By: Keith Mabry
K&L Staff Member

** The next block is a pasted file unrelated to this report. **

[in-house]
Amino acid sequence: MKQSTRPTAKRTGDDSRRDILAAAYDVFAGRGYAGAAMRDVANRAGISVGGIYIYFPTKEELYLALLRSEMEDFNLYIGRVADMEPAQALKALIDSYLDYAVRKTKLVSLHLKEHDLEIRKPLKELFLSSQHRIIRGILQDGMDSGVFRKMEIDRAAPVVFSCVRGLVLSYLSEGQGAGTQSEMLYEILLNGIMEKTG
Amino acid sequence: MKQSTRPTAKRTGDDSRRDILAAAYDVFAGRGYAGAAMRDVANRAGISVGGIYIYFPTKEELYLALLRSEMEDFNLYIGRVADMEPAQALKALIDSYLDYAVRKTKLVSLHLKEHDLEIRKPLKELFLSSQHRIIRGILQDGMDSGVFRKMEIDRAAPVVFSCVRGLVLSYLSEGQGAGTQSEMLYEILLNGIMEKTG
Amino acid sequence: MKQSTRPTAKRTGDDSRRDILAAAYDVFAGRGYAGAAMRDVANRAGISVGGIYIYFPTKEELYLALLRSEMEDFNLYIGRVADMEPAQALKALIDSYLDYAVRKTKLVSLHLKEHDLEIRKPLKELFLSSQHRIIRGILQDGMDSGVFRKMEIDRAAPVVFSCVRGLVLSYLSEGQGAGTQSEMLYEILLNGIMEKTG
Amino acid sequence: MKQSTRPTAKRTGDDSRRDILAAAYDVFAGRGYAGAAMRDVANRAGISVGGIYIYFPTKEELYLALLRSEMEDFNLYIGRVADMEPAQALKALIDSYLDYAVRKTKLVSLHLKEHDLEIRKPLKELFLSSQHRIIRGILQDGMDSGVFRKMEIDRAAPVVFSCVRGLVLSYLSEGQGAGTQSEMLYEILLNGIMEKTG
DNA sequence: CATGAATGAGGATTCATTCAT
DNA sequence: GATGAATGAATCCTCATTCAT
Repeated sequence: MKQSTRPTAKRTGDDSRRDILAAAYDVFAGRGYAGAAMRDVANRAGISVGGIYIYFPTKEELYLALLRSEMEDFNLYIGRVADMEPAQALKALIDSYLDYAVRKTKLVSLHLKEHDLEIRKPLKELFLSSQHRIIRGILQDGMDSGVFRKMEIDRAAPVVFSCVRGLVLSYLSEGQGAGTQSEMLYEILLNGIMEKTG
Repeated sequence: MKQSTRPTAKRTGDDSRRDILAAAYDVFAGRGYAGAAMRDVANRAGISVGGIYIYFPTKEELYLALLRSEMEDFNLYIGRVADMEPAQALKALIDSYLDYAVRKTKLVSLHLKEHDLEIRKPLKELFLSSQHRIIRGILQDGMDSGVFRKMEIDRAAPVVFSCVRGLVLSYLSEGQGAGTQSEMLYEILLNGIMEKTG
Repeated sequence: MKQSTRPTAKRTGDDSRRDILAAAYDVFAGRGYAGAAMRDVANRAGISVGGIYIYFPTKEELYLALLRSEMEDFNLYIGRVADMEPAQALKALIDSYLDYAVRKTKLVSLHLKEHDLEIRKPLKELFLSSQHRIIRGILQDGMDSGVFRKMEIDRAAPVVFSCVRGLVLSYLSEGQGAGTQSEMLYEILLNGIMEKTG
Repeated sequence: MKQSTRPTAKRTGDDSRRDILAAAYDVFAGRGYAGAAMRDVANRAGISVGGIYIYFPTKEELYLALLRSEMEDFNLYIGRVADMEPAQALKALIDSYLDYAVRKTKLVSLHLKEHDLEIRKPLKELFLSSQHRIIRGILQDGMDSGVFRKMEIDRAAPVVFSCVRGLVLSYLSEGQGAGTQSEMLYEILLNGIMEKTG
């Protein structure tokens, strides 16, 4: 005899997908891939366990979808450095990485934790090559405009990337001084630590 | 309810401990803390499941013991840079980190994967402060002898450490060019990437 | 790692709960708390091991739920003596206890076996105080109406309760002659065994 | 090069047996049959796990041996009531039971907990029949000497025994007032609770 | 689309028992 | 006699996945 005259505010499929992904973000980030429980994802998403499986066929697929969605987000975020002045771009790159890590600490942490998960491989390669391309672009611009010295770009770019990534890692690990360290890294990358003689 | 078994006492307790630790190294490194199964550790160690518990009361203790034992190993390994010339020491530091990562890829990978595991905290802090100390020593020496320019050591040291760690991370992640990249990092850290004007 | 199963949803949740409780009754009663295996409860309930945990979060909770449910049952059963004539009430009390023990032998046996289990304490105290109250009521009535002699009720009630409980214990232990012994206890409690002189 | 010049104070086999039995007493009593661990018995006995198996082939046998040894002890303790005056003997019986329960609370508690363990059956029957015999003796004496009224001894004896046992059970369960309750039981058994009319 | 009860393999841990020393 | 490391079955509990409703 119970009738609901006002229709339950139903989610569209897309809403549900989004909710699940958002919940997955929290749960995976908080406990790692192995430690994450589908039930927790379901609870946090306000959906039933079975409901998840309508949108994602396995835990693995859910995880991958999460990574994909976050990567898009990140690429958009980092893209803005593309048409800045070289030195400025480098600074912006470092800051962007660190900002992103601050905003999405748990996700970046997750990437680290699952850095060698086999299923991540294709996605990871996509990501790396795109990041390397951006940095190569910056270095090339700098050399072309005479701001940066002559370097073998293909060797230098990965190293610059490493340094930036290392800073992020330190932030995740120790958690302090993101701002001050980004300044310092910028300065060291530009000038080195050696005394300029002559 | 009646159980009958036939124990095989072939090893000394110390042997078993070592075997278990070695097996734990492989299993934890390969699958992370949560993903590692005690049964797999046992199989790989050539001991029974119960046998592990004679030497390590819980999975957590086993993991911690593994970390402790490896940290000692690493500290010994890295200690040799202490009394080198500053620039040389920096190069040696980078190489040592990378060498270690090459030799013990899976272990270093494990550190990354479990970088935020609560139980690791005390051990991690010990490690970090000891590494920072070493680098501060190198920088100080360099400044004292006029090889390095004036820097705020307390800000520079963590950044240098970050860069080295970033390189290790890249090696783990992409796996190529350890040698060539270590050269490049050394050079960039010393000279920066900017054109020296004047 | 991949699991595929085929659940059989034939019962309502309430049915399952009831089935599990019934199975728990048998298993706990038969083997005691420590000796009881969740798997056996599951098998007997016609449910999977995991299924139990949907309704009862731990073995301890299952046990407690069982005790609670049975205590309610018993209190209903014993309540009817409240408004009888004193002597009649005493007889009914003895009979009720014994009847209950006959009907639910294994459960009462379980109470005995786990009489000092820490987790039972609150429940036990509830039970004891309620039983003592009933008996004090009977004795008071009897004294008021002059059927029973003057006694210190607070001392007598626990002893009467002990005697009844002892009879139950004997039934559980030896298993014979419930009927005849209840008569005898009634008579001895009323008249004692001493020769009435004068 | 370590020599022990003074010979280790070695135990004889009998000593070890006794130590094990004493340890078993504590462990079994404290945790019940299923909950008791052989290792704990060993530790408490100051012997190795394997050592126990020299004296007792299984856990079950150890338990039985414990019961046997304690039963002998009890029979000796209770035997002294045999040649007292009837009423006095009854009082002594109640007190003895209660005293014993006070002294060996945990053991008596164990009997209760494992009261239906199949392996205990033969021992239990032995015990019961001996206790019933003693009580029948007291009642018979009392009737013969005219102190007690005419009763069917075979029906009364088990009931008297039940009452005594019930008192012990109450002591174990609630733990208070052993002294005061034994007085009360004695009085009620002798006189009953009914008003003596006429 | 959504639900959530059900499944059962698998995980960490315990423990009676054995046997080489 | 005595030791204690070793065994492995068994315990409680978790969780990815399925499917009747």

I met vigneron Alex Suter three times over the course of two months when traveling through France earlier this year. We first met at an exposition in Paris where he was showing the wines of Domaine de l'Amandine and his Seguret was one of the big standouts at the event for me. Alex himself is an engaging and thoughtful person and we quickly struck up a kinship and had lunch and dinner a couple of times over the length of the exposition. We met shortly thereafter at the big southern French wine event, Vinisud. I tasted his wines again and was struck by the clarity and focus of this terrific little red. I was prepared to begin working with the wines but since I would be returning in a few weeks to the Rhone, I thought a vineyard and winery visit should be undertaken. At the winery I was greeted by Alex's father-in-law, Jean-Pierre Verdeau, the founder of the estate. Jean-Pierre speaks almost no English (and my French is actually quite poor) so he wanted to wait for his granddaughter Mathilde to return to the property to help translate. While we waited, he offered me some coffee and apparently he had never made drip coffee before (no joke). It was quite intense to say the least, but a perfect way to wake myself up on a cold and cloud-covered March morning. Mathilde arrived and we jumped in the car to tour the vineyards. Some of the vines are 50+ years old but almost everything on the property was either planted, built or restored by Jean-Pierre, which included the original family house. The vines were planted in deep clay and sandy soils and the ground was covered in chunks of fractured limestone (called scree). Almond (amandine) trees were planted all around the vineyards. Most of the vines sat at 450 meters which is quite high for a village Rhone this far south. The mistral wind blows fiercely through the vineyards on many days helping keep the vines free of too much moisture during the growing season, but easily cut through my jacket that day. We tasted from tank and barrel and the range of wines was terrific, but I still kept coming back to this little red. I knew we were going to move forward with our relationship but I had one more visit with Alex a little later that trip at the German wine fair, Prowein. Once again we talked almost as if old friends now and that's when it really struck me. This wines are as familiar and friendly as the family making them. They are pure, unadorned and thoughtful. They are from the soil and they express the hard work and history of the estate. This is one of those "ah-ha" moments when you realize that the concept of terroir goes beyond the soil and the weather and is as much about the people and their history in the cultivation process. So, I'm thrilled to introduce you to the Verdeau-Suter family through their wine, this delightful and engaging red that is so much a reflection of the wonderful people making it.